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If you’re like most people, you’ve probably imagined what it would be like to build your dream home from scratch with each and every room, detail and finish perfectly tailored to fit your needs. It sounds incredible, right? But before you get your tools out and break ground, it’s important to figure out that burning question - how the heck are you going to finance it?

If you have all the money on-hand, great! But for most, it entails a Construction Mortgage, which, as the name implies, is a mortgage designed to help people cover the cost of building new homes, as well as construction projects or renovations over $40,000. The best way to determine affordability is either to simply apply for a Construction Mortgage or speak with a Mortgage Expert in your community.

When you apply, there are typically two types of Construction Mortgages: Contractor-Built Home Mortgages and Self-Built Home Mortgages. Of these two choices, the first option is usually the most common and easier to get approved because it involves an experienced, professional contractor managing both the build and many requirements of the construction mortgage. If you’re planning to act as the general contractor yourself, it’s a little more challenging and usually involves proving that you have the expertise to manage and administer a project of this complexity.

When you get into the nitty-gritty of the application process itself, you’ll find that it’s somewhat more complex than your regular, run-of-the mill residential mortgage. Eligibility requirements differ between lenders, but you’ll likely need to pull together a fair amount of documentation, including: your T4 or Notice of Assessment, a list of your assets and liabilities, your property deed, building plans, building contracts, all cost estimates, a survey and water and septic certificates.

Next, it’s important to understand that Construction Mortgages don’t work the same way as traditional mortgages, at least at first. Essentially, you’ll apply for the overall amount you need to complete your entire build, minus the money you can contribute yourself. However, this overall amount is not lent to you upfront. Instead, you’re given access to the funds at predefined stages as certain construction milestones are completed, pending appraisals and examinations of the property. Usually, once the full amount is dispensed to you, the amount owing will be converted into a traditional mortgage and you can choose your term, options and select an available rate.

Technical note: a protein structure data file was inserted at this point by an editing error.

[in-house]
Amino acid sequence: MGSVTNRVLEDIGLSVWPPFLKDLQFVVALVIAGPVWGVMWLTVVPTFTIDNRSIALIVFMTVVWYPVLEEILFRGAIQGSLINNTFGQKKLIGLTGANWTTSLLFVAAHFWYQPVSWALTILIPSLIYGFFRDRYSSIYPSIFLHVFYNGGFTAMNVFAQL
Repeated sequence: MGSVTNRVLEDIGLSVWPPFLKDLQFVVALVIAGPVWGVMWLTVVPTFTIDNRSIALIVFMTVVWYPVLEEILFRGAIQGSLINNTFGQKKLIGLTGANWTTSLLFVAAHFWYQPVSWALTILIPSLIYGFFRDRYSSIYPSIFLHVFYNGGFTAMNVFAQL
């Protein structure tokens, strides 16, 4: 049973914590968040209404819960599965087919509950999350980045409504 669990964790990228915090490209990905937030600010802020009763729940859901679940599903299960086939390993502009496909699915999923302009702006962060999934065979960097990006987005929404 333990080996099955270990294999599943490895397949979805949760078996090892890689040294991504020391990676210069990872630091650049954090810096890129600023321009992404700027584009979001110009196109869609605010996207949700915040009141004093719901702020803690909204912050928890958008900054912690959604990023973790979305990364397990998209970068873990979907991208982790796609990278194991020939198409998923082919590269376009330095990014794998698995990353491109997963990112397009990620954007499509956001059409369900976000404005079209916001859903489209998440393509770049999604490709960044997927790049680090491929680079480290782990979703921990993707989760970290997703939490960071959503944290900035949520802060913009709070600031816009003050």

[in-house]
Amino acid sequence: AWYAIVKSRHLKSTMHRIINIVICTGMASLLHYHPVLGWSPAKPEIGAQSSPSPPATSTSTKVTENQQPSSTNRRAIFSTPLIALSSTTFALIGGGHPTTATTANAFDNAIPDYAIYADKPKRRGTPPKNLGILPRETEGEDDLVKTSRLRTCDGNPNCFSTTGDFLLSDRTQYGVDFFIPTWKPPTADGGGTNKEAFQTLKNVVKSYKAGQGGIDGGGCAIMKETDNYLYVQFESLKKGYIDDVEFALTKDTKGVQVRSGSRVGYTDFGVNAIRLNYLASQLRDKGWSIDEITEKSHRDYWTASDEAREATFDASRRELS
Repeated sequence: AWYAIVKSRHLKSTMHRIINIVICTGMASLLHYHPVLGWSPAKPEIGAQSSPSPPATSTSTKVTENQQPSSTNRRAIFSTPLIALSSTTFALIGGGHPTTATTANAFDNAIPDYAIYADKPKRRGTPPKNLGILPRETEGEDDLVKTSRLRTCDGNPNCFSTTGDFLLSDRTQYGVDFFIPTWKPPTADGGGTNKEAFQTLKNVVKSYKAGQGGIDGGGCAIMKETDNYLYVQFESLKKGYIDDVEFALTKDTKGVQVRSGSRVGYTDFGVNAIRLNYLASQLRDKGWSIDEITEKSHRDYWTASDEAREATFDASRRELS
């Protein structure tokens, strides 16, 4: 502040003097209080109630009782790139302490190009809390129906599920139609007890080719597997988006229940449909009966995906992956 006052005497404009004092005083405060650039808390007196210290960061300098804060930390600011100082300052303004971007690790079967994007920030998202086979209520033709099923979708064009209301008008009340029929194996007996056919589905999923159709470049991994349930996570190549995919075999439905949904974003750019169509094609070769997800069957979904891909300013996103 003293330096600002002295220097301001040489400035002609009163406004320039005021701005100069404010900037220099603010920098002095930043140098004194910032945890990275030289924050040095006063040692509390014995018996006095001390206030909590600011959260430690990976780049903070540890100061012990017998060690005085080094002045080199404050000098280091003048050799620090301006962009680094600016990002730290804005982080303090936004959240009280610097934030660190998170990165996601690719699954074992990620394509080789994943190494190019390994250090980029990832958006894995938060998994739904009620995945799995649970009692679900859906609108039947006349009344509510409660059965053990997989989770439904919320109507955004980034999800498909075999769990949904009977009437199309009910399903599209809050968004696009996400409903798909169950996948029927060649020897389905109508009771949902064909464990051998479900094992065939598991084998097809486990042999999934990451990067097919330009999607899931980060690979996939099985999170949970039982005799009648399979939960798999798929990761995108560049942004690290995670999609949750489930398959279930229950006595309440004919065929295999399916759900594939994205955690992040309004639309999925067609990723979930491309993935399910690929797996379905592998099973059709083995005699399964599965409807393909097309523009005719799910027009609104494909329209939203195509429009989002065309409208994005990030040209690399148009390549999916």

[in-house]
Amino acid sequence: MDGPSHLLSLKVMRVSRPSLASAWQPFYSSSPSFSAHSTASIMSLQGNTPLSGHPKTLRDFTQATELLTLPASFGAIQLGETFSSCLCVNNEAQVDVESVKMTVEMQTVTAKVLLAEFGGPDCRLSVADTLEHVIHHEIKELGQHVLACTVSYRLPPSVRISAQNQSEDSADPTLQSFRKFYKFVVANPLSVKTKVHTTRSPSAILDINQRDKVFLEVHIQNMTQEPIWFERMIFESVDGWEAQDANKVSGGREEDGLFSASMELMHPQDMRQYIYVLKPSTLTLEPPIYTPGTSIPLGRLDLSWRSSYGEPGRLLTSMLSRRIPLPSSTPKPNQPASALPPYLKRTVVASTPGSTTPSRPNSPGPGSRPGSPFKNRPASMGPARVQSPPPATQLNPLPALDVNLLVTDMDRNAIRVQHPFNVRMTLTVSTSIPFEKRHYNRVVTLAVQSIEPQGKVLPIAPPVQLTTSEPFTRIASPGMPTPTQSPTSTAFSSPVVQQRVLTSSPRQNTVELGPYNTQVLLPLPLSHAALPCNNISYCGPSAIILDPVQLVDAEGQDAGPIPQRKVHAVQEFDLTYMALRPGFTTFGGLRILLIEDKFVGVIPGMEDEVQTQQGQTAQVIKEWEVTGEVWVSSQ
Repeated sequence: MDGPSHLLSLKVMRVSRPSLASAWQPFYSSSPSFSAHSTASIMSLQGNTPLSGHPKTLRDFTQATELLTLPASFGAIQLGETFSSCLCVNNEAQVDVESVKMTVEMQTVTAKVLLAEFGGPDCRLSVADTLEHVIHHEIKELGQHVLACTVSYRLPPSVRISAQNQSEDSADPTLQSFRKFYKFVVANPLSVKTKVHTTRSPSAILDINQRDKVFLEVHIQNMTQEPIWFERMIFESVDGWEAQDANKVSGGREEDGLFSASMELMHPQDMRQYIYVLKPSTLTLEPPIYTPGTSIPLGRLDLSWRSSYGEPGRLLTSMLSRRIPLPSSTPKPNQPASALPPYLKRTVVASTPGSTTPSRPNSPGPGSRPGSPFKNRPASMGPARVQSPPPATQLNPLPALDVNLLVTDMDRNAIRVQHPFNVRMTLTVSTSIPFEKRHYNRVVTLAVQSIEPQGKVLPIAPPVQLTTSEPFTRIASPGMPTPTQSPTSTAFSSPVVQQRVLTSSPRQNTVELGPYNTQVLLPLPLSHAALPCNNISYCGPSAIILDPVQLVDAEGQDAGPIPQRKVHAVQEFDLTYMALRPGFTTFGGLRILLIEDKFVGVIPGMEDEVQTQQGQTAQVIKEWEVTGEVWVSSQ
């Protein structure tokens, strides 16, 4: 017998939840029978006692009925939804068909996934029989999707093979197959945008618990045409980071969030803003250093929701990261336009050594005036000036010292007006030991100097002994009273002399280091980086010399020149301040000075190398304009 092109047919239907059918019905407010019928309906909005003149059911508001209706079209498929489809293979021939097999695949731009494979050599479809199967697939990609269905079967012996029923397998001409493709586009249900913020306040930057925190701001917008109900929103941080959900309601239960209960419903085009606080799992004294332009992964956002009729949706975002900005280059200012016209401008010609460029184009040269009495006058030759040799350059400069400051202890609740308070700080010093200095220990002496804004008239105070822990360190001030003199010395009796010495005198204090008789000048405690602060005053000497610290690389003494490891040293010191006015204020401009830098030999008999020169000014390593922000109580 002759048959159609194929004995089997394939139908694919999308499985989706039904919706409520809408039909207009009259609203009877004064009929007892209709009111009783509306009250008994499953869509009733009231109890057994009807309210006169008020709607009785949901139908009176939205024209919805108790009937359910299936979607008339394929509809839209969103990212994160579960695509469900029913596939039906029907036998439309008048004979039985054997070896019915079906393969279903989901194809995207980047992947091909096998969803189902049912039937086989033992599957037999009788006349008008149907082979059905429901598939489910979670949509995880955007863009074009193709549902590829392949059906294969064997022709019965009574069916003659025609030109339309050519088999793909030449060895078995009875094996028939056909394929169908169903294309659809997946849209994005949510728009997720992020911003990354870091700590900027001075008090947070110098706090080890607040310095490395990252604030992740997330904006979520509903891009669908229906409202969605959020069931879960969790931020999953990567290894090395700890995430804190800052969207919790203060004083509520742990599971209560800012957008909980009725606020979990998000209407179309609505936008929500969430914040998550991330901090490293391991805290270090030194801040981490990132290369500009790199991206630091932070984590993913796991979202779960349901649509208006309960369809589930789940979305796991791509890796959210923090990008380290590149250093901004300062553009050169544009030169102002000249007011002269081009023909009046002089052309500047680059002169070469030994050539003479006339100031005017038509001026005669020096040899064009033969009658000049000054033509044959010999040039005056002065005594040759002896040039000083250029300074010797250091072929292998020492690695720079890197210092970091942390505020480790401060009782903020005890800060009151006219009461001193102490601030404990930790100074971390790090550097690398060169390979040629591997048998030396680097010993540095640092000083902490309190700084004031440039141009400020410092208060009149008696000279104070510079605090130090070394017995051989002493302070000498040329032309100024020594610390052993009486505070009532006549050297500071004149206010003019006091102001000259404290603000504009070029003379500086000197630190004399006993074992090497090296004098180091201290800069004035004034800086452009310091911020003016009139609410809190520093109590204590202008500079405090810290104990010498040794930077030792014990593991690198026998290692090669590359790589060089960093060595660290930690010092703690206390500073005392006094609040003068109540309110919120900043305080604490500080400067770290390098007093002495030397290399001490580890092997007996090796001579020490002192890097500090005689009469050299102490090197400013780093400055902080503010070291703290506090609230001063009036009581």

These pre-defined stages vary from project-to-project and will be worked out between you and your lender. But, for illustrative purposes, you might get your first draw of 15% of your overall mortgage amount when you complete the excavation and foundation. Your second draw of 25% might become available once you’ve finished the framing of your house, including the roof. Then, the third draw of 25% might be contingent on finishing the plumbing, wiring and wall cladding. The fourth draw of 20% might come after your finish the kitchen and bathroom. And your final draw of 15% might be available once the home is fully built and ready for occupancy. Because of this staggered structure, Construction Mortgages are also sometimes referred to as Progress Draw Mortgages.

You should get well acquainted with your draw schedule to ensure that funds are available as they’re needed to pay your trades people promptly. For example, you might not want to start work on the bathroom in stage three if you won’t have access to the funds to pay for it until the completion of stage four. It’s also a good idea to put a lot of thought into the draw schedule even before you talk with your lender to make sure it’s structured in a way that’ll work well for both of you.

After your financing is approved and you start work, you should also keep a tight ship when it comes to tracking your budget. That means listing out all your estimated costs, comparing them to actual costs and identifying any differences or discrepancies. You’ll also want to keep all your receipts for materials and contractor invoices to report your expenditures to your lender.

Hopefully, this financial walkthrough brings you a few steps closer to realize your dream of building a new home just the way you like it! For a full explanation of prerequisites and requirements, your best bet is to speak with a local Mortgage Expert who can advise you every step of the way.